Ethical Wills for Multigenerational Planning
Simple, Beautiful, Valuable. How an Ancient Practice Can Work for Multigenerational Planning
The first written ethical wills date to the 12th century, when Jewish fathers wrote to their sons on how to live an ethical life. These writings were an obligation as a parent, and included both practical advice and timeless words of wisdom – “Don’t quarrel, don’t oppress others in money or word, instruct your children as I have instructed you.”
Today, with a growing awareness that a legacy is far more than material goods or financial assets, ethical wills can be part family history, part love letter and part self-reflective exercise. Traditional wills involve what you want your loved ones to have; ethical wills involve what you want them to know.
A non-binding document that should complement traditional legal estate planning documents, an ethical will is by its nature a “spiritual” exercise. An ethical will can be applied in almost any family context when one generation wants to ask, and answer, the big questions: What have I been about? Who were the most influential people in my life? What is the greatest lesson I’ve learned—and want to pass on? Whose forgiveness do I need—and who needs mine? Most critically, an ethical will is an opportunity to put money in a very personal context as a loving expression that gives meaning to the values associated with financial assets that we want the generations that follow us to know.
Most often written for children, grandchildren, or unborn heirs by one person or by a couple, it can be as simple as a one-page “love letter” or can be an audio or video recording. Many people create theirs at certain life transition points or to mark an occasion—the golden wedding anniversary, an 80th birthday, a child’s college graduation—but it should be regularly revisited. Beyond its benefit as an exercise in self-reflection, an ethical will can be used by parents or grandparents to open a discussion on the other estate planning documents, or illustrate what is in their hearts to help heirs better understand their values about money. Even adult children need a comprehensive discussion of the will, trusts, and philanthropic vehicles in order to understand their parents’ intent.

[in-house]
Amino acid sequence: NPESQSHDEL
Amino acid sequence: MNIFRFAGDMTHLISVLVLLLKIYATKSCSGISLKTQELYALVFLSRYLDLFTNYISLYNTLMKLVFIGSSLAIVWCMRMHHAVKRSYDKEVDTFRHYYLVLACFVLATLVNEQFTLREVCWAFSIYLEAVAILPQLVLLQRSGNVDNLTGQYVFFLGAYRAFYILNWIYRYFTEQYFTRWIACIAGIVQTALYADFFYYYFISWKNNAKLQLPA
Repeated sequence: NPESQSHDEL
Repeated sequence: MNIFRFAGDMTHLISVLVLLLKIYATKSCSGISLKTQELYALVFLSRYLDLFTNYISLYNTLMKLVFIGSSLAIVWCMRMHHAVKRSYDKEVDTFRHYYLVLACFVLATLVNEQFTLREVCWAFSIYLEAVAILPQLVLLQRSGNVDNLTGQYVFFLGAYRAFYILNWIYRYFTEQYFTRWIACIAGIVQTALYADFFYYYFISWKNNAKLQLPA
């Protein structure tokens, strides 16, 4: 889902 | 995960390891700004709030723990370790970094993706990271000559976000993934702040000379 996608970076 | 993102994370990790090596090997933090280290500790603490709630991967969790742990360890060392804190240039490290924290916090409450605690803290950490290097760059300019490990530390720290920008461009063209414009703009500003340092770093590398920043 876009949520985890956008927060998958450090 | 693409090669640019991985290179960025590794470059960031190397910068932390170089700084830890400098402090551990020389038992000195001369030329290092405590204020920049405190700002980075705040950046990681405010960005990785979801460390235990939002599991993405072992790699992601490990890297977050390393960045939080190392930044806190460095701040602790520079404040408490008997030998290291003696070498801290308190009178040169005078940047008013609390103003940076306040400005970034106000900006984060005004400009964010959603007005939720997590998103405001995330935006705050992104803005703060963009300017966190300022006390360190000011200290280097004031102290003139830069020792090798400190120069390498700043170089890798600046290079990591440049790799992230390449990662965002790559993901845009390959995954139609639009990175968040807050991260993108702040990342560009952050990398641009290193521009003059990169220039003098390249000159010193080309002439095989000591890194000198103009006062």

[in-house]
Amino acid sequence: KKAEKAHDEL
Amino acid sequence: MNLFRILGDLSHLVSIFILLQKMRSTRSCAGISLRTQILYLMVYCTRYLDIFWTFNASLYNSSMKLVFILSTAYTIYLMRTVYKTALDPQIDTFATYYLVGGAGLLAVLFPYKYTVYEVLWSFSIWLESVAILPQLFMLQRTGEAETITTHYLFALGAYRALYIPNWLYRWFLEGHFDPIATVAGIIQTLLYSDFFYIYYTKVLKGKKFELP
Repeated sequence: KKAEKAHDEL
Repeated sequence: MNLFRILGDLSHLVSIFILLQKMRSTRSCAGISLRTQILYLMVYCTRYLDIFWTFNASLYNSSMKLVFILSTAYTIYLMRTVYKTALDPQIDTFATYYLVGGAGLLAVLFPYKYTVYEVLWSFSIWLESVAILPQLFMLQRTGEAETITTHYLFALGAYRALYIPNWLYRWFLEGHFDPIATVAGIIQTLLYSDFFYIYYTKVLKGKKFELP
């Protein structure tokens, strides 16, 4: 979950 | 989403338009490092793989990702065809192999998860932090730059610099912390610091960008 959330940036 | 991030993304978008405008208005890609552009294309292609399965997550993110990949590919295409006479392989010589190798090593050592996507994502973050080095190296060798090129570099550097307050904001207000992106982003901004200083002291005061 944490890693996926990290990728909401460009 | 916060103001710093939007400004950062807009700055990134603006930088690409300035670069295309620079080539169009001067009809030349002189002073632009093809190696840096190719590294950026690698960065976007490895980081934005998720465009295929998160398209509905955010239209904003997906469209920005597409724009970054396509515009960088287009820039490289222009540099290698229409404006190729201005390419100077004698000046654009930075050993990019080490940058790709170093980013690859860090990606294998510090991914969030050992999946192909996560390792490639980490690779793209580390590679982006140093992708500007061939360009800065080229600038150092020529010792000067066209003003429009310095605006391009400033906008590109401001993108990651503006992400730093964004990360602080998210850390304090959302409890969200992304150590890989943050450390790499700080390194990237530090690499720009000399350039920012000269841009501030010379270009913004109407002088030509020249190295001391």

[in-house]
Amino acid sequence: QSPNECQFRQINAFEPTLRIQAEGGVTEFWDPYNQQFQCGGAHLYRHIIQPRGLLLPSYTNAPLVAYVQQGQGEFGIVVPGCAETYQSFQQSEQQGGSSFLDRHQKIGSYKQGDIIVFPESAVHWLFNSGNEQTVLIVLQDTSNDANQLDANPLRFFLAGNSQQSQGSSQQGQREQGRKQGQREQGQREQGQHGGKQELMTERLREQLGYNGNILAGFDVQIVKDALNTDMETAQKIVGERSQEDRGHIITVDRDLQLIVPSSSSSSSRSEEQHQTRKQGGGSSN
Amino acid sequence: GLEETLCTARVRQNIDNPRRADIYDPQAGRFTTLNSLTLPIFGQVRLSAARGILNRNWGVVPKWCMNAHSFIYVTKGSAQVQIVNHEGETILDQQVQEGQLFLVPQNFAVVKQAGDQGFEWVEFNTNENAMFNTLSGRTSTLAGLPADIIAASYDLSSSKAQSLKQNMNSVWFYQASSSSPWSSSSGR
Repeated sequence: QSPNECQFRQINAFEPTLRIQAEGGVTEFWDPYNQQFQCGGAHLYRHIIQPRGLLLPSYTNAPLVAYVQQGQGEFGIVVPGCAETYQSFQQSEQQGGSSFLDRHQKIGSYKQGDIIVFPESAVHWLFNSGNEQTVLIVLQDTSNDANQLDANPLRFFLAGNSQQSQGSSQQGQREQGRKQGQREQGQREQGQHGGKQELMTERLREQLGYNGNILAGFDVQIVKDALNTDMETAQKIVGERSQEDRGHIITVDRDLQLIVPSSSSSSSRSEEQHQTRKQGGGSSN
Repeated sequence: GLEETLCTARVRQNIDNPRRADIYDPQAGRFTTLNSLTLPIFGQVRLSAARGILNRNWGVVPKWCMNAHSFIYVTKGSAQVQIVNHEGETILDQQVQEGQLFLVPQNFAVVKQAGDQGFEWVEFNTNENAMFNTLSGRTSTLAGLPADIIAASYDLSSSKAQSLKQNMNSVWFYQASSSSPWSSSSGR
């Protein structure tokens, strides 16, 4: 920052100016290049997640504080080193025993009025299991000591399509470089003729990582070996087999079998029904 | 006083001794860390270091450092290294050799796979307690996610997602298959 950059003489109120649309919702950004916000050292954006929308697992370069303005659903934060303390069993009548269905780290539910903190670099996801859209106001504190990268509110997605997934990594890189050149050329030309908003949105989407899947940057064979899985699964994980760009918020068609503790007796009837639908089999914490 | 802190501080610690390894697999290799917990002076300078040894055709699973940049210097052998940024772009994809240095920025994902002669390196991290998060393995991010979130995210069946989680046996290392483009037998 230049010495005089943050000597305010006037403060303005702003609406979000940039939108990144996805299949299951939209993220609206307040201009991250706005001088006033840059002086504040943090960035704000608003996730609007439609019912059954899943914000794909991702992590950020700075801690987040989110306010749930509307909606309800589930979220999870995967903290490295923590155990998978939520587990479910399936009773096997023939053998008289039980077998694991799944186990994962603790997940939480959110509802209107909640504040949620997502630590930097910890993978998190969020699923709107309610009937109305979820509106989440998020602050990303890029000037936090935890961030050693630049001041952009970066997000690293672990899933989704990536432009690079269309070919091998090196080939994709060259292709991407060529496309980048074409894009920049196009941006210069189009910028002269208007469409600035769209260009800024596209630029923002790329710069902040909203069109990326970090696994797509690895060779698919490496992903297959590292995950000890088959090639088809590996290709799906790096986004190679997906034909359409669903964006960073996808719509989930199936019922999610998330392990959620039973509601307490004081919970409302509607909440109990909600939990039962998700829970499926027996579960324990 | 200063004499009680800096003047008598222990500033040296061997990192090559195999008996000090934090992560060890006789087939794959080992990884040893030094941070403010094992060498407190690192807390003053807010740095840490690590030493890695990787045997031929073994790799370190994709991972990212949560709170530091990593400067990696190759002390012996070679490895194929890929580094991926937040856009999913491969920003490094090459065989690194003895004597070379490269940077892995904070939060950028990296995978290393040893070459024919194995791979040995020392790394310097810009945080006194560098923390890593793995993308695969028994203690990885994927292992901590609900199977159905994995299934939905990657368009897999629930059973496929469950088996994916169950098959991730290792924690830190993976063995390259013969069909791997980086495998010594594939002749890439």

Guardianship documents are an ethical will’s sister documents, and the letter of guidance for trustees, giving voice to a person’s wishes whom the trustee may not have known intimately and providing clarity even to trustees who have a close relationship. The expression of donor intent is another companion piece to an ethical will, used by those establishing a charitable bequest or family foundation.
It’s important that the language in an ethical will be affirming—even if the intent is to communicate to a child why he or she may not be granted access to, or make decisions on assets, and can also include a parent acknowledging mistakes. As important as the values and meaning in an ethical will are to the family’s history and heritage, grandparents often fret over sounding like they’re lecturing when they want to discuss their values with grandchildren. An ethical will is a way to personally, and naturally get points across about where a family came from and where they want to go - truly broadening the definition of a family’s “True Wealth.”
Greg Hammond, CFP®, CPA is a wealth impact strategist who works with individuals, families, closely‐held and family‐owned businesses, helping them grow and preserve wealth, plan for retirement and manage their charitable giving. He may be reached at 1-800-416-1655 or firstname.lastname@example.org for guidance on the transfer of wealth to the next generation.